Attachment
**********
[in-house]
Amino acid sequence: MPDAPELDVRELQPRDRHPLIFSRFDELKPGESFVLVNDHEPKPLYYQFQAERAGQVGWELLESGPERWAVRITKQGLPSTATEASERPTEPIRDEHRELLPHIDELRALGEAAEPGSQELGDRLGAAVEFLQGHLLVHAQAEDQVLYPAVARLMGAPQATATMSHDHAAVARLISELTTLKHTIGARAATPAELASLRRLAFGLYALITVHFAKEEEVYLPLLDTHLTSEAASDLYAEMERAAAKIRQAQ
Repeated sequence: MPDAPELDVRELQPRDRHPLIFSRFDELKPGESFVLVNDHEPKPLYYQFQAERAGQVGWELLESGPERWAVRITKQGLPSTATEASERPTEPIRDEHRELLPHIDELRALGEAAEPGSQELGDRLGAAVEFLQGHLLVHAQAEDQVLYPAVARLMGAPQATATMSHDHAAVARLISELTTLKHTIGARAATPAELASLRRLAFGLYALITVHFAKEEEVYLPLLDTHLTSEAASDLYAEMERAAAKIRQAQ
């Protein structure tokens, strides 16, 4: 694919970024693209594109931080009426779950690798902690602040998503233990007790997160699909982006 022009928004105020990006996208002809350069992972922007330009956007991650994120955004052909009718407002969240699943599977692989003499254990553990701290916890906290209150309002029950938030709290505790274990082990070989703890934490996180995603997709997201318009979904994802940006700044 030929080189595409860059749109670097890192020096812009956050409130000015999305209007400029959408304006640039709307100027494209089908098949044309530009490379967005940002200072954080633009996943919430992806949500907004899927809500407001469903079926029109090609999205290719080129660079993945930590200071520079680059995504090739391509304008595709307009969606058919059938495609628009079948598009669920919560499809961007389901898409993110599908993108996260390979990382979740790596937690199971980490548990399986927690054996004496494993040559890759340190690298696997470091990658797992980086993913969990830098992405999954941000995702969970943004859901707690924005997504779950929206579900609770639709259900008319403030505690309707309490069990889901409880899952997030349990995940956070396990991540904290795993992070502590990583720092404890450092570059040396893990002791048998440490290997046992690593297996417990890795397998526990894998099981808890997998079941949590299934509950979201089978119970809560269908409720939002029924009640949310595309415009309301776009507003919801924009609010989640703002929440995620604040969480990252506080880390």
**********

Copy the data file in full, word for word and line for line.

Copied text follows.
[in-house]
Amino acid sequence: MPDAPELDVRELQPRDRHPLIFSRFDELKPGESFVLVNDHEPKPLYYQFQAERAGQVGWELLESGPERWAVRITKQGLPSTATEASERPTEPIRDEHRELLPHIDELRALGEAAEPGSQELGDRLGAAVEFLQGHLLVHAQAEDQVLYPAVARLMGAPQATATMSHDHAAVARLISELTTLKHTIGARAATPAELASLRRLAFGLYALITVHFAKEEEVYLPLLDTHLTSEAASDLYAEMERAAAKIRQAQ
Repeated sequence: MPDAPELDVRELQPRDRHPLIFSRFDELKPGESFVLVNDHEPKPLYYQFQAERAGQVGWELLESGPERWAVRITKQGLPSTATEASERPTEPIRDEHRELLPHIDELRALGEAAEPGSQELGDRLGAAVEFLQGHLLVHAQAEDQVLYPAVARLMGAPQATATMSHDHAAVARLISELTTLKHTIGARAATPAELASLRRLAFGLYALITVHFAKEEEVYLPLLDTHLTSEAASDLYAEMERAAAKIRQAQ
């Protein structure tokens, strides 16, 4: 694919970024693209594109931080009426779950690798902690602040998503233990007790997160699909982006 022009928004105020990006996208002809350069992972922007330009956007991650994120955004052909009718407002969240699943599977692989003499254990553990701290916890906290209150309002029950938030709290505790274990082990070989703890934490996180995603997709997201318009979904994802940006700044 030929080189595409860059749109670097890192020096812009956050409130000015999305209007400029959408304006640039709307100027494209089908098949044309530009490379967005940002200072954080633009996943919430992806949500907004899927809500407001469903079926029109090609999205290719080129660079993945930590200071520079680059995504090739391509304008595709307009969606058919059938495609628009079948598009669920919560499809961007389901898409993110599908993108996260390979990382979740790596937690199971980490548990399986927690054996004496494993040559890759340190690298696997470091990658797992980086993913969990830098992405999954941000995702969970943004859901707690924005997504779950929206579900609770639709259900008319403030505690309707309490069990889901409880899952997030349990995940956070396990991540904290795993992070502590990583720092404890450092570059040396893990002791048998440490290997046992690593297996417990890795397998526990894998099981808890997998079941949590299934509950979201089978119970809560269908409720939002029924009640949310595309415009309301776009507003919801924009609010989640703002929440995620604040969480990252506080880390």